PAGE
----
Enter your email address:

Delivered by FeedBurner


E-mail Steve
This form does not yet contain any fields.
    Listen to internet radio with Steve Boese on Blog Talk Radio

    free counters

    Twitter Feed

    Entries in data (50)


    HBS Grads on Competitiveness, Jobs, and American Workers

    Is there a better cohort might to survey about the state of American business, workforces, and competitiveness than Harvard Business School grads? 

    Chances are a whole bit fat bunch of us are taking direction today from a grad of the famous business school. It does stand to reason that if you survey enough HBS grads you will get a pretty decent understanding of what business leaders are thinking, saying, and doing, (or importantly, not doing).

    This is a long read, so you might want to save it for the weekend, but I definitely encourage you to check out An Economy Doing Half Its Job: Findings of Harvard Business School's 2013-2014 Survey on US Competitiveness. The Harvard researchers, led by Michael Porter and Jan Rivkin, surveyed about 1250 HBS Alumni on questions of US firm's competitiveness, the quality of the workforce from a skills perspective, and their assessment of how the US K-12 Education system is performing in terms of producing capable and qualified workers.

    Long, long story short, while US firms remain highly competitive across a wide range of sectors, the HBS grads' responses about many important workforce-related questions do not bode well for workers today, and in the longer term as well. 

    There are lots of great money quotes from the study, (and again you really should take the time to read it all), but here is one that stuck out for me:

    Workers will not invest in developing their skills if it does not lead to employment and higher living standards. Employers will continue to turn to technology, vendors, or other alternatives to address their needs. The associated loss of productivity growth will further undermine both America’s economic growth and its long-term competitiveness

    Makes sense, people will not be incented to try and get better or improve their skills if they can't see a connection, even a potential connection, between this kind of investment and improved career prospects.

    But even if individuals don't see the link between skills development and a better living standard, then certainly organizations will still continue to invest in skills development anyway, right? After all, the organizations need and lament the lack of skills in large swaths of the workforce. Well, maybe not. Here is a another quote from the HBS study:

    Our survey reveals that business leaders in America are reluctant to hire full-time workers. When possible, they prefer to invest in technology to perform work, outsource activities to third-parties, or hire part-time workers. For instance, 46% of survey respondents strongly or somewhat agreed that their firms' US operations prefer to invest in technology to perform work rather than hire or train employees, while only 25% disagreed.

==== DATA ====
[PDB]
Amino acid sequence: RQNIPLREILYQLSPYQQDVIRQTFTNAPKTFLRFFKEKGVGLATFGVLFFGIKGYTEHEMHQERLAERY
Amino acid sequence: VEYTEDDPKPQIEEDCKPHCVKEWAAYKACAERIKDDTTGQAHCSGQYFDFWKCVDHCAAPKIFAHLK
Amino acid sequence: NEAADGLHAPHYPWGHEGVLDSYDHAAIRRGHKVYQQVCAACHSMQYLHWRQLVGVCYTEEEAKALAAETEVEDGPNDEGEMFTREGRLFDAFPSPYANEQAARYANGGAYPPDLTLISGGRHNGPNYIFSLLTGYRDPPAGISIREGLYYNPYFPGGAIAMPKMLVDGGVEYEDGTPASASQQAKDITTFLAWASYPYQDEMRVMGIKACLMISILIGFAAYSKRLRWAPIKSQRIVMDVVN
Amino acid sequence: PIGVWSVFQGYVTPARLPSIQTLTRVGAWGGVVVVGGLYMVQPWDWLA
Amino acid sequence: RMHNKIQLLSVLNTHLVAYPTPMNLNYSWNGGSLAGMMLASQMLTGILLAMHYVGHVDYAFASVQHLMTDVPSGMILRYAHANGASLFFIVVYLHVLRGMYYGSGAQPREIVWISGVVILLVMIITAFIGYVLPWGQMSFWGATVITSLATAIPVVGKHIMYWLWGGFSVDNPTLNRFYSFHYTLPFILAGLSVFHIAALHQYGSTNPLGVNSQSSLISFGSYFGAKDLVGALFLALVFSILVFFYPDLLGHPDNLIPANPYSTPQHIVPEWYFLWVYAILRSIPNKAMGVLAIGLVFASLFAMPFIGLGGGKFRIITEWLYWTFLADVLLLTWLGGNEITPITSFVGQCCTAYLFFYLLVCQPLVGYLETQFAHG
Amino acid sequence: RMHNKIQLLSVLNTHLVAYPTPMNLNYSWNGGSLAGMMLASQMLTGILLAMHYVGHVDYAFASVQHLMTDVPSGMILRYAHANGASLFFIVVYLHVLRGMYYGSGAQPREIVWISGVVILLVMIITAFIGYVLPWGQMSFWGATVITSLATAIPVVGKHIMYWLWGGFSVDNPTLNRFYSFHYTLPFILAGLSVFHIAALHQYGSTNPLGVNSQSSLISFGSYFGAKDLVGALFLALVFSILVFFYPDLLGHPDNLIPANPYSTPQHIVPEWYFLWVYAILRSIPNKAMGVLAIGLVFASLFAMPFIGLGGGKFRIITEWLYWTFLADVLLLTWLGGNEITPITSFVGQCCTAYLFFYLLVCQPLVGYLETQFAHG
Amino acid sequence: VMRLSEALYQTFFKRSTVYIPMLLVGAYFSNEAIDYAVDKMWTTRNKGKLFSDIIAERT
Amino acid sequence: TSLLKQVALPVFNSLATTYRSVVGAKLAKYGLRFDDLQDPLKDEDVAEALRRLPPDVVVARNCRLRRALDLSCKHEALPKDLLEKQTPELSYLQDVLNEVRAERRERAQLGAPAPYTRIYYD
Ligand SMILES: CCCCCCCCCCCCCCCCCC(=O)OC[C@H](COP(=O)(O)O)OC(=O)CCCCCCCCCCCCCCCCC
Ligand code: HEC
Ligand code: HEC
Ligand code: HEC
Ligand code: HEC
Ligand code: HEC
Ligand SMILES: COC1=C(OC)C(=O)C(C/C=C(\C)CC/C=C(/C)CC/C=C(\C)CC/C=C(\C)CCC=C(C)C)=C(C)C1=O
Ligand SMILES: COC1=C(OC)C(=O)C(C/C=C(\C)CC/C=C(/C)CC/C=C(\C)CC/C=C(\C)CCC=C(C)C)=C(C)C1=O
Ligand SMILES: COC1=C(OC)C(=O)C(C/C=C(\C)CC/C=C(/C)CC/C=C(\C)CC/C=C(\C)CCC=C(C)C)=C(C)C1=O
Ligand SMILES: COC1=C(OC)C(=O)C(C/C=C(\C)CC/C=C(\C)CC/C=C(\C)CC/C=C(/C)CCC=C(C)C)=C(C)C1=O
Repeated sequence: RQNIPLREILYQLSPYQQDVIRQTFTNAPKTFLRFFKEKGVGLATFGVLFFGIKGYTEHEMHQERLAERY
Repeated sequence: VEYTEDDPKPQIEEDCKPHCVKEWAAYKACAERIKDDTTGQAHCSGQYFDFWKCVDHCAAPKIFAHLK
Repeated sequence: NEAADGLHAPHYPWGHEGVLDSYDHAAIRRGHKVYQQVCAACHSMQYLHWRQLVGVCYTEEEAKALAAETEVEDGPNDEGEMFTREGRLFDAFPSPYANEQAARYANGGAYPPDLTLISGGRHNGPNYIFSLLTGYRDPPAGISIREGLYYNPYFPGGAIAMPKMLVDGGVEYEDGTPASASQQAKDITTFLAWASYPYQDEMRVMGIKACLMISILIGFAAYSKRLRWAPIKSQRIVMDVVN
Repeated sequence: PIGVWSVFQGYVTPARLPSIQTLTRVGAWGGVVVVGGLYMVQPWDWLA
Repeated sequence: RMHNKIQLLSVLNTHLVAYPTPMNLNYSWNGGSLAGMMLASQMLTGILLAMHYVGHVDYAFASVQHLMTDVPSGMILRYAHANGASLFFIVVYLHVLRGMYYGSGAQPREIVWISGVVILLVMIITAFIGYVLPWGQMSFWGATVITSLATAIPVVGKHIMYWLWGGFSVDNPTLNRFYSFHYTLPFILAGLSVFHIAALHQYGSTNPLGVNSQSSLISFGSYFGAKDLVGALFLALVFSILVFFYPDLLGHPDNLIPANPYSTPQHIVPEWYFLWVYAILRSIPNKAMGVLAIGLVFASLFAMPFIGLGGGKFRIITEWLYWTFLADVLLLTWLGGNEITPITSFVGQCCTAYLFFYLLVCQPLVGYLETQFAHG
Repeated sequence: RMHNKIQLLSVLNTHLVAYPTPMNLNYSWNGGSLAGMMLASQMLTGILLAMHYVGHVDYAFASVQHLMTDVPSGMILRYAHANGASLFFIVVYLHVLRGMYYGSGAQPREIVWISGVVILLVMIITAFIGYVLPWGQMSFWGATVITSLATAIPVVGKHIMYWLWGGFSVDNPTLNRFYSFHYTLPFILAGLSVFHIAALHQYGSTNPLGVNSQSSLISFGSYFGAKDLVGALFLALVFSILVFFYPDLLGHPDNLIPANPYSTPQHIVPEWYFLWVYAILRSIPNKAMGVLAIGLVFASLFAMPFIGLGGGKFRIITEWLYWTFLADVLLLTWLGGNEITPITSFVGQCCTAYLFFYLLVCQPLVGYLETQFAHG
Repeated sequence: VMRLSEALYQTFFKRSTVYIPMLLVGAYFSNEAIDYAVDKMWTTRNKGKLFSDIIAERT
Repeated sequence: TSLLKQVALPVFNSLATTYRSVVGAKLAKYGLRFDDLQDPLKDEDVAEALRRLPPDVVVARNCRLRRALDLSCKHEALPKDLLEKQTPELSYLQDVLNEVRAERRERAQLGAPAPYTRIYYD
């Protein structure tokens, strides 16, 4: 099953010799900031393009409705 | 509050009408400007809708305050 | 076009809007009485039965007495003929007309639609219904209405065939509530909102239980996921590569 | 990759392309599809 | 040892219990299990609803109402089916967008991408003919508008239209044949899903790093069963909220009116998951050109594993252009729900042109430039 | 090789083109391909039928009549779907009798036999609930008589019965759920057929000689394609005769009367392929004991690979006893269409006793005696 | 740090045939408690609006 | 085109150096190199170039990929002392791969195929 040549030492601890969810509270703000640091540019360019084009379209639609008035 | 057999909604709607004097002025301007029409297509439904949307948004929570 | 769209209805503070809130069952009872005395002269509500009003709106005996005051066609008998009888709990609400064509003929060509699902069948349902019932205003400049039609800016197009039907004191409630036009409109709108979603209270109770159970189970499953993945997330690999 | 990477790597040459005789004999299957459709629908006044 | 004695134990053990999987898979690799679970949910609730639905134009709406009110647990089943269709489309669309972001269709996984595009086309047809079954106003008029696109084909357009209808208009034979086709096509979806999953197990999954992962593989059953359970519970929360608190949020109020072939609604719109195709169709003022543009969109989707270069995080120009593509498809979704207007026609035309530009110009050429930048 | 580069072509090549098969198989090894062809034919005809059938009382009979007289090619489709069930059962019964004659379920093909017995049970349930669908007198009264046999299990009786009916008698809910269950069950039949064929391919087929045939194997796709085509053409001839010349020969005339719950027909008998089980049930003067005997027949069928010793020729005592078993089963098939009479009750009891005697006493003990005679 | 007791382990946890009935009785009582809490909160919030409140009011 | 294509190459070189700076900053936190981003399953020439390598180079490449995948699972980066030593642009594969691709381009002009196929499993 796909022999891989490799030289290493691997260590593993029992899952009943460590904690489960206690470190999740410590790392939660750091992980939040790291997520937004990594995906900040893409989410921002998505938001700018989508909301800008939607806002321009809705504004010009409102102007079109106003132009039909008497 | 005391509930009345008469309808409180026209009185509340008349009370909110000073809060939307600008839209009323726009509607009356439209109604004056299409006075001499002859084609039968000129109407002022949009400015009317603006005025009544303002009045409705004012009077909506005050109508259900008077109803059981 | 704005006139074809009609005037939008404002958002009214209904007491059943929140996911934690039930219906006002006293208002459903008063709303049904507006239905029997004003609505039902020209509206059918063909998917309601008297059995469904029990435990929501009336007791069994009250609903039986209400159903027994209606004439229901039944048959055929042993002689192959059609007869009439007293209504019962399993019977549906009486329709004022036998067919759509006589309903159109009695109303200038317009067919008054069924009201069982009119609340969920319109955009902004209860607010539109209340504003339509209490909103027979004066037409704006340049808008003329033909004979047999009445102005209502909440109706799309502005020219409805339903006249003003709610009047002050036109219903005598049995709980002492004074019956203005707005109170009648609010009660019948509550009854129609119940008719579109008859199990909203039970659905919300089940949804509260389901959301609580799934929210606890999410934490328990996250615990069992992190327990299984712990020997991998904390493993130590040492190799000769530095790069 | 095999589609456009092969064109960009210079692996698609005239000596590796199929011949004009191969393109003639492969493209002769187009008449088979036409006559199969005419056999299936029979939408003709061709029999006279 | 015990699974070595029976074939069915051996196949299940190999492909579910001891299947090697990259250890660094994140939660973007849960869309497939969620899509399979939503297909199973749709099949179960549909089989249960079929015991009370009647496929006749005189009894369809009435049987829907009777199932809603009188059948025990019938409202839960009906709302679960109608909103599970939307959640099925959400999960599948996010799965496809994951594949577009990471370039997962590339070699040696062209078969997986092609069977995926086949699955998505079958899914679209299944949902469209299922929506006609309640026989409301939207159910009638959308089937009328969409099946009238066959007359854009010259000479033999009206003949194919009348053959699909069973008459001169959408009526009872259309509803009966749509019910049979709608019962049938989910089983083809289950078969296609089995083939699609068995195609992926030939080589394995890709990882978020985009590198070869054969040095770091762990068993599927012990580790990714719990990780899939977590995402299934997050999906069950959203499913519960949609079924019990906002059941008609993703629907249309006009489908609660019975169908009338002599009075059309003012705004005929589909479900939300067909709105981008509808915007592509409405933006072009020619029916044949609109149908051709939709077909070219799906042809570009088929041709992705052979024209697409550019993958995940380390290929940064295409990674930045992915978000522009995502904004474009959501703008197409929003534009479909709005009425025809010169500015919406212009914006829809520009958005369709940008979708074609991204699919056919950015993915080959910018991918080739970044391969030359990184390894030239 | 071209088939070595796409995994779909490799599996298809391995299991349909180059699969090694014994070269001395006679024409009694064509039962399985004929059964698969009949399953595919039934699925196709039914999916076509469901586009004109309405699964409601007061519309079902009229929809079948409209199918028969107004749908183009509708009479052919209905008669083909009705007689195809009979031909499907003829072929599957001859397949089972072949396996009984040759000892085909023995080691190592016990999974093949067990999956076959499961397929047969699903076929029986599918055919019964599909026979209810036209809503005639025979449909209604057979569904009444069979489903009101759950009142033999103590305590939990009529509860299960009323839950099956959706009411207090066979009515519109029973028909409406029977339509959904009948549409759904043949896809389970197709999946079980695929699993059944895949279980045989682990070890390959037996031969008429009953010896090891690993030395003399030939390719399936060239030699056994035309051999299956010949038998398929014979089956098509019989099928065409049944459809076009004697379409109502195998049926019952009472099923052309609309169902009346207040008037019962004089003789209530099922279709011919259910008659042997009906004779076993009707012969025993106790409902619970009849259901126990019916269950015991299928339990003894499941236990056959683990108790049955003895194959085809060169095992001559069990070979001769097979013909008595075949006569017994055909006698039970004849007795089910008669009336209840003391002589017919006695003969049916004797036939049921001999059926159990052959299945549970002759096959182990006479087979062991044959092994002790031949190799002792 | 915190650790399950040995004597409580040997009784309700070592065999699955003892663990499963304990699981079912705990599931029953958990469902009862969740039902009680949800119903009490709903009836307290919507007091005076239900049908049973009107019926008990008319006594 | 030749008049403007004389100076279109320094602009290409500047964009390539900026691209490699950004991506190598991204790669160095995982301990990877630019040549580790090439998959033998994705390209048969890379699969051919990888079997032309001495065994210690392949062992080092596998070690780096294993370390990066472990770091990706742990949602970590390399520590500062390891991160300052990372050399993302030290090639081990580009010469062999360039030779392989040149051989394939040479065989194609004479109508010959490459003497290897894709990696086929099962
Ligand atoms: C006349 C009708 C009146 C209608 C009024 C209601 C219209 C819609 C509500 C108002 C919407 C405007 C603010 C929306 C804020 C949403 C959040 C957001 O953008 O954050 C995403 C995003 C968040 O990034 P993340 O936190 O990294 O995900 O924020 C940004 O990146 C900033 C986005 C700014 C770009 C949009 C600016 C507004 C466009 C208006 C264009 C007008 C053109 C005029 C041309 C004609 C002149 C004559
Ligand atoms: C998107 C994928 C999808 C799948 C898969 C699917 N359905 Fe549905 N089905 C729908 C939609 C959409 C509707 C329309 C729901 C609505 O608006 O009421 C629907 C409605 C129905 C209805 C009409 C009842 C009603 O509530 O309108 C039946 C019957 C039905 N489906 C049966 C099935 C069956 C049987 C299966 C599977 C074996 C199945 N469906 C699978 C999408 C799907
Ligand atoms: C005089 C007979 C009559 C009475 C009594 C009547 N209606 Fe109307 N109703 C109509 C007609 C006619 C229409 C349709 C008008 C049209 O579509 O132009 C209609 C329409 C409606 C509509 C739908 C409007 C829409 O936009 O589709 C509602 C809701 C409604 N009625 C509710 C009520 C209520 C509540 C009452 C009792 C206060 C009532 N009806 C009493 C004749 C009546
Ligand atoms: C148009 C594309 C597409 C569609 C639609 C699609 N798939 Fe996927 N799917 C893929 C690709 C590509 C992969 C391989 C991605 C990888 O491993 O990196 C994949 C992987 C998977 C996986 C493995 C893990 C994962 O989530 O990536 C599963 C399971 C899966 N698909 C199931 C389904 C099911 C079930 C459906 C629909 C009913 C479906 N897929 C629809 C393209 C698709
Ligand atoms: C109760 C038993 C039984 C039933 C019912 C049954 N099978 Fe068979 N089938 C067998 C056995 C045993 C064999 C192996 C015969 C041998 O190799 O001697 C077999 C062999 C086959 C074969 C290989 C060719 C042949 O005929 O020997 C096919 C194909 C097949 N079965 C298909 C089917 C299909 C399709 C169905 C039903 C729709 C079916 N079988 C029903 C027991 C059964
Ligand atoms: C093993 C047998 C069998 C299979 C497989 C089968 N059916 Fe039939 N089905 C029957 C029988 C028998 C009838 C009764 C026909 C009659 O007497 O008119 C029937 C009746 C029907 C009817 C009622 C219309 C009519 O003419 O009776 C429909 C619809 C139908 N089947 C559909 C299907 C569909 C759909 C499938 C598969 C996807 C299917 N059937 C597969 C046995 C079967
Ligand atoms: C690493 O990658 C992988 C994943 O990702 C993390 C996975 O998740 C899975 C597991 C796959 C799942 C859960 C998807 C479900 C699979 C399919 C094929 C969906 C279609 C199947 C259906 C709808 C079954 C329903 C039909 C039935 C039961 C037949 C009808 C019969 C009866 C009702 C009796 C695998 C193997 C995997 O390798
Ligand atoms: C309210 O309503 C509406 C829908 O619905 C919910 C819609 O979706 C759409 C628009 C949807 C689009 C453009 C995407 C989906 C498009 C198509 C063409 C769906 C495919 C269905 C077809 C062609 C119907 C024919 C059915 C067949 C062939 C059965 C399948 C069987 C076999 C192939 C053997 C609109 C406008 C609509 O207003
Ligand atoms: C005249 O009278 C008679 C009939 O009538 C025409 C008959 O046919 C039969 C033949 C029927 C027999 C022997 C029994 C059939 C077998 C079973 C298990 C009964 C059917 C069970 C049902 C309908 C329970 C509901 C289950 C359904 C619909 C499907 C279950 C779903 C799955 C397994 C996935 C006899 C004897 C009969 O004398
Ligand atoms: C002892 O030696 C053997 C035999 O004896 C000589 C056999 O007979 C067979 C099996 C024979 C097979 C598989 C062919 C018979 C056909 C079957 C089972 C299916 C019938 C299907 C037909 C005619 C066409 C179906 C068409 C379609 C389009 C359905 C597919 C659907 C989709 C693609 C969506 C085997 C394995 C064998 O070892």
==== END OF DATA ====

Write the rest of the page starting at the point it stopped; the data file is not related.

So it seems like what we have been mostly thinking is likely mostly true - organizations would rather automate, outsource, find alternative (and cheaper) ways to get work done rather than take on more full-time staff (or train and 'upskill' the staff they have).

    It is a tough problem, with no easy solutions. The HBS authors do make several recommendations to try to better align workforce capability with opportunity and to encourage organizations to make investments in talent much like they have been making investments in technology. And while the answers to these problems are not simple, it does seem that unless we (all of us), begin to take them more seriously that large numbers of American workers are going to be left behind.


    CHART OF THE DAY: Read this while you're eating lunch by yourself

    Chances are if you are catching up on blogs on your lunch break today, you are probably at your desk, alone, while you read and munch on that tuna sandwich.

    Today's Chart of the Day comes courtesy of the retail and consumer goods research and advisory firm NPD Group that took a look at American's eating habits - specifically examining just how often people are eating alone. Turns out, you are not alone in eating alone. Take a look at the data and then some FREE commentary from me after the chart:

    A quick read of the data shows that we are eating alone about 60% of the time for breakfast and that about 55% of lunches are solitary occasions. We recover, and get more social for dinner however, with only about a third of evening meals take solo.

    What might this mean for you the HR/Talent pro? As usual, who really knows, but let's take a shot anyway.